The Countries With The Best And Worst Food Systems

The U.S. has pretty cheap food, but its health and quality leaves a lot to be desired–especially compared to just about every nation in Europe.

The Netherlands is the best place to eat overall, Chad the worst. The USA has the cheapest food in the world compared to the price of other goods, but falls down for food-related health problems. Cambodia has the healthiest food, but a lot of malnourished people as well.


These are a few headlines from a new report that aims to give a rounded picture of national food systems. The study from Oxfam, a U.K. nonprofit, combines data for food availability, affordability, quality, and health outcomes. European nations mostly do best, with Holland, France, Switzerland, Denmark, Sweden, Austria, and Belgium taking the top spots. The first non-European country is Australia, in eighth place.

Image: French cheese shop via Shutterstock

At the other end of the rankings of 125 countries are mostly African nations, with Ethiopia, Angola, and Madagascar after Chad. Yemen is the worst-performing non-African country, in 121st place. These countries suffer from high food costs and price volatility, poor conditions for food preparation, and food that lacks nutritional quality.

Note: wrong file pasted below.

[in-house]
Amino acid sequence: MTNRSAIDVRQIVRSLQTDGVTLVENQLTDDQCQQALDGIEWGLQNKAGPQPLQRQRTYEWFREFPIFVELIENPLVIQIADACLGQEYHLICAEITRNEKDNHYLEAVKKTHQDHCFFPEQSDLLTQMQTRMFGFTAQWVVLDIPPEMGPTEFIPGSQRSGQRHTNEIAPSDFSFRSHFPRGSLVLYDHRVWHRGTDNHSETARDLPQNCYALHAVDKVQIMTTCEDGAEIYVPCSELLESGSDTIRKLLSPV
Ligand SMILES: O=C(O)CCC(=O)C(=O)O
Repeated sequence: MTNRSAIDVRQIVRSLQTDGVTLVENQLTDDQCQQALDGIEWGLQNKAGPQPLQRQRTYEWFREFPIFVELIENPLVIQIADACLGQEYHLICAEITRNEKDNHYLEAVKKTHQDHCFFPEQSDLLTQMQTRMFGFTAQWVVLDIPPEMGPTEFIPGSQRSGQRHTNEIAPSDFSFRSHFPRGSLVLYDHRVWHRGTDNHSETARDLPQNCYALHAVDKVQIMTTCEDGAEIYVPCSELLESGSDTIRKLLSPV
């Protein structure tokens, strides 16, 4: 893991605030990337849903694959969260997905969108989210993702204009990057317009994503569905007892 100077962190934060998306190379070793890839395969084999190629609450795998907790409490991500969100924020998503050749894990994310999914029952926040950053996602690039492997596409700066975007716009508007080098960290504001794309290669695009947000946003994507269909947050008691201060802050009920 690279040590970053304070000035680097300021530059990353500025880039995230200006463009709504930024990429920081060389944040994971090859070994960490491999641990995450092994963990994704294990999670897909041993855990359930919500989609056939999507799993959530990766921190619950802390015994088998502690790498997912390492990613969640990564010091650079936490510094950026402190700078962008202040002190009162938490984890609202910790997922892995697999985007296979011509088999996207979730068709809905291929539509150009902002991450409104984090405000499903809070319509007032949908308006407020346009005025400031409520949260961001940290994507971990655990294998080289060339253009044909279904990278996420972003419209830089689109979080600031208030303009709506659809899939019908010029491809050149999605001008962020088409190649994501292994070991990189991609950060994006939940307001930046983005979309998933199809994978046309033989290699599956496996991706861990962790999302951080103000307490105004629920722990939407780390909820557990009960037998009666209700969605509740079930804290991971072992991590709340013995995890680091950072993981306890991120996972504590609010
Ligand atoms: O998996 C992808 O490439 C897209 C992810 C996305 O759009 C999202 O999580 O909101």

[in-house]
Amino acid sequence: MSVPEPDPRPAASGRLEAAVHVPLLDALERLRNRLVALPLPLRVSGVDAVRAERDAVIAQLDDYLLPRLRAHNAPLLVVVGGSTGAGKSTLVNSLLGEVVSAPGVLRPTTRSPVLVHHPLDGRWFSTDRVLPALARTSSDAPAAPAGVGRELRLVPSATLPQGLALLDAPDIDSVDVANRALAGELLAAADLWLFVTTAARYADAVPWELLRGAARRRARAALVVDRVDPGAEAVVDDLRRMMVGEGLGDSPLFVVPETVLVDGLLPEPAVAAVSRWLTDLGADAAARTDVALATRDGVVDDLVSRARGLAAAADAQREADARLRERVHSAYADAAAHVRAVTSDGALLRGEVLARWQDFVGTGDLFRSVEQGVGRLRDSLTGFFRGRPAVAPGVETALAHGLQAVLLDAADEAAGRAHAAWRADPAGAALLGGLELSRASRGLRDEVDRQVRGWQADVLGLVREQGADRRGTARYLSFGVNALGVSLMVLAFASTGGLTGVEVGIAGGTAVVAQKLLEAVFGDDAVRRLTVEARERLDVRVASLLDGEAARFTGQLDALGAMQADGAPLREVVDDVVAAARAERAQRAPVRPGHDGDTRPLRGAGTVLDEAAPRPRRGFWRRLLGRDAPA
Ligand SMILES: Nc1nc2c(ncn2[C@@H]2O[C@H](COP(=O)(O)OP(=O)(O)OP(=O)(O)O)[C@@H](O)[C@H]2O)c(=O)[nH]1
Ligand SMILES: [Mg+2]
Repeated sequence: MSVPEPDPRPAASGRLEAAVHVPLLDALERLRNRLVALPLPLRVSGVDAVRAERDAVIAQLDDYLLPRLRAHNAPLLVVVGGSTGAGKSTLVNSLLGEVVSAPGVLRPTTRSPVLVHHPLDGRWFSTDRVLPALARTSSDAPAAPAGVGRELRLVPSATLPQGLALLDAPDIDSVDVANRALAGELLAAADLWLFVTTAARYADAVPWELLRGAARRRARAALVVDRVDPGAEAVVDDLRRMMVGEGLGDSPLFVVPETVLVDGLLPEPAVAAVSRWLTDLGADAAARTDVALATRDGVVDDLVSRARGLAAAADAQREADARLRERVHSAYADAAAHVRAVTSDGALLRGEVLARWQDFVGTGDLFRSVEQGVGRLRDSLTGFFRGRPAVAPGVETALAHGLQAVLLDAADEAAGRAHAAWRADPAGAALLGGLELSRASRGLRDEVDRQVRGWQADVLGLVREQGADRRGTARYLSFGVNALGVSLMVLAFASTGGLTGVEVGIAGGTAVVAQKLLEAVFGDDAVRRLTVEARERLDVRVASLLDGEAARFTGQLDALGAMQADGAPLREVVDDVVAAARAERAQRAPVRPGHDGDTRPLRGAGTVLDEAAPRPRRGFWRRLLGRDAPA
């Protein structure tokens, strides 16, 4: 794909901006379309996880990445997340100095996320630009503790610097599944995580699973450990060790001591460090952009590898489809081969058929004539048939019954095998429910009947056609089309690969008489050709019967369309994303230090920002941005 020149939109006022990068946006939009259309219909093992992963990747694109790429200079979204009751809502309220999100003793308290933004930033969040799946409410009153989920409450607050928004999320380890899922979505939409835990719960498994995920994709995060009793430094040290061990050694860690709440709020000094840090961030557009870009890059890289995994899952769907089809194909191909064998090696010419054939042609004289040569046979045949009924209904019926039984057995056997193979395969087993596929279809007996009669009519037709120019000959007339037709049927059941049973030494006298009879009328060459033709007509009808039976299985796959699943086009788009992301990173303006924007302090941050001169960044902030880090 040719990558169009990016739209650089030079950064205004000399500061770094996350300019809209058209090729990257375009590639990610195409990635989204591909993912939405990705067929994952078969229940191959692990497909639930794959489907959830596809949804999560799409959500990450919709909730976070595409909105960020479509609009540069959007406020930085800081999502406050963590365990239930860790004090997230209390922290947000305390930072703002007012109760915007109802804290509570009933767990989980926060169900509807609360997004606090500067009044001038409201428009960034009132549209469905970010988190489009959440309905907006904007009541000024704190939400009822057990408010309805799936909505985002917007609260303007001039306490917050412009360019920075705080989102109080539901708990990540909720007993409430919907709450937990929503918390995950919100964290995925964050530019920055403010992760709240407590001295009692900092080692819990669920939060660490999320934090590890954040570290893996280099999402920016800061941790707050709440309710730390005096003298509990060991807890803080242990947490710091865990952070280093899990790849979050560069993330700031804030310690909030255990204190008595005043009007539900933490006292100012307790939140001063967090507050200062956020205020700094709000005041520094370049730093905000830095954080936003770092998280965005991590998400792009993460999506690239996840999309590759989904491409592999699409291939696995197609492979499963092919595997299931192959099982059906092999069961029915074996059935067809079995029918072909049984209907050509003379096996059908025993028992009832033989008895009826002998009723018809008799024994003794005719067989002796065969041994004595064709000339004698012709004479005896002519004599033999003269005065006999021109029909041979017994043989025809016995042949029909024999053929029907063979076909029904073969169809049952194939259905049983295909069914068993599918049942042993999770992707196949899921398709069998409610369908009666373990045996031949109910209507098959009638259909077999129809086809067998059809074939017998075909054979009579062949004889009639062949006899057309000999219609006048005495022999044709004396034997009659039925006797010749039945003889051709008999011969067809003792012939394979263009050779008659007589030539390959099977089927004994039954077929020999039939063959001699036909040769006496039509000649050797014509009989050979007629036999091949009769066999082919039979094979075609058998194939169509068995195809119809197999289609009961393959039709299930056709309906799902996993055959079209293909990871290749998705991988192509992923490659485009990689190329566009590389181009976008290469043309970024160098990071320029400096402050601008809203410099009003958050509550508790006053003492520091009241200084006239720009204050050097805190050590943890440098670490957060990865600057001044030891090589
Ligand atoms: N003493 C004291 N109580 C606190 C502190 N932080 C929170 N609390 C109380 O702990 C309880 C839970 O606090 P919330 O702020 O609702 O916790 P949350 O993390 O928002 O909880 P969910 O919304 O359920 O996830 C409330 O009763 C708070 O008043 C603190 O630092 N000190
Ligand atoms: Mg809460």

Many richer countries do well for some things, but not others. The U.S. is in 21st place, because although we have cheap food, we score poorly for quality and health issues. On the latter measure alone, the U.S. ranks in 120th place, with similar rates of obesity and diabetes as Saudi Arabia and Egypt. That’s largely because of diets in poorer communities, where “processed, high-fat foods are often significantly cheaper than fruit and vegetables.” Canada is in 25th place.

Image: Austrian market via Shutterstock

“Obesity is a growing challenge in the fight to ensure that everybody is able to eat healthily with more than a billion people now overweight or obese,” the report says. “This figure illustrates a broken global food system in which consumers suffer from both under nutrition and obesity–often in the same countries or communities.”


About the author

Ben Schiller is a New York staff writer for Fast Company. Previously, he edited a European management magazine and was a reporter in San Francisco, Prague, and Brussels.